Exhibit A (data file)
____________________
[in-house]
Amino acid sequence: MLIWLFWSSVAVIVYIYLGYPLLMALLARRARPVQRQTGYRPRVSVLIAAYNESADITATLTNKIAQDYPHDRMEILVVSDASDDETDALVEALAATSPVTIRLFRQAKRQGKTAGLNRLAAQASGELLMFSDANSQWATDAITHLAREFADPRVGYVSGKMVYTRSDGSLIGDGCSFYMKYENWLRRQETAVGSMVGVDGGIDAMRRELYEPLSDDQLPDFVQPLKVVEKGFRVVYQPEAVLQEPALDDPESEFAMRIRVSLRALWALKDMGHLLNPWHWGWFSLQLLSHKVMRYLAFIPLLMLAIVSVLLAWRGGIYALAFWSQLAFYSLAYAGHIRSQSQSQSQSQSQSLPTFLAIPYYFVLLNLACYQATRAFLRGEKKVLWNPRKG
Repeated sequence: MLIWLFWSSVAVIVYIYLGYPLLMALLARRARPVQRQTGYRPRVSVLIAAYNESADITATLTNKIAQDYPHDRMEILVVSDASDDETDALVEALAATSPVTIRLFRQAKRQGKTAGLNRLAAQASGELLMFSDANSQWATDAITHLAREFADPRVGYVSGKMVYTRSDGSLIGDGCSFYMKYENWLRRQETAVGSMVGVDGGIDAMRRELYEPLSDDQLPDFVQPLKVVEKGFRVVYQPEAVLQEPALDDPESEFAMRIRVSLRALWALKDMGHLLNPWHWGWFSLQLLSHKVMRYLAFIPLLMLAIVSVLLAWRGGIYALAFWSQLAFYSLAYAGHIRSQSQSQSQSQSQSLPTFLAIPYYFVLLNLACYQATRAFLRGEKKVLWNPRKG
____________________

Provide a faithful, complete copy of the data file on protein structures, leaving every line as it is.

[in-house]
Amino acid sequence: MLIWLFWSSVAVIVYIYLGYPLLMALLARRARPVQRQTGYRPRVSVLIAAYNESADITATLTNKIAQDYPHDRMEILVVSDASDDETDALVEALAATSPVTIRLFRQAKRQGKTAGLNRLAAQASGELLMFSDANSQWATDAITHLAREFADPRVGYVSGKMVYTRSDGSLIGDGCSFYMKYENWLRRQETAVGSMVGVDGGIDAMRRELYEPLSDDQLPDFVQPLKVVEKGFRVVYQPEAVLQEPALDDPESEFAMRIRVSLRALWALKDMGHLLNPWHWGWFSLQLLSHKVMRYLAFIPLLMLAIVSVLLAWRGGIYALAFWSQLAFYSLAYAGHIRSQSQSQSQSQSQSLPTFLAIPYYFVLLNLACYQATRAFLRGEKKVLWNPRKG
Repeated sequence: MLIWLFWSSVAVIVYIYLGYPLLMALLARRARPVQRQTGYRPRVSVLIAAYNESADITATLTNKIAQDYPHDRMEILVVSDASDDETDALVEALAATSPVTIRLFRQAKRQGKTAGLNRLAAQASGELLMFSDANSQWATDAITHLAREFADPRVGYVSGKMVYTRSDGSLIGDGCSFYMKYENWLRRQETAVGSMVGVDGGIDAMRRELYEPLSDDQLPDFVQPLKVVEKGFRVVYQPEAVLQEPALDDPESEFAMRIRVSLRALWALKDMGHLLNPWHWGWFSLQLLSHKVMRYLAFIPLLMLAIVSVLLAWRGGIYALAFWSQLAFYSLAYAGHIRSQSQSQSQSQSQSLPTFLAIPYYFVLLNLACYQATRAFLRGEKKVLWNPRKG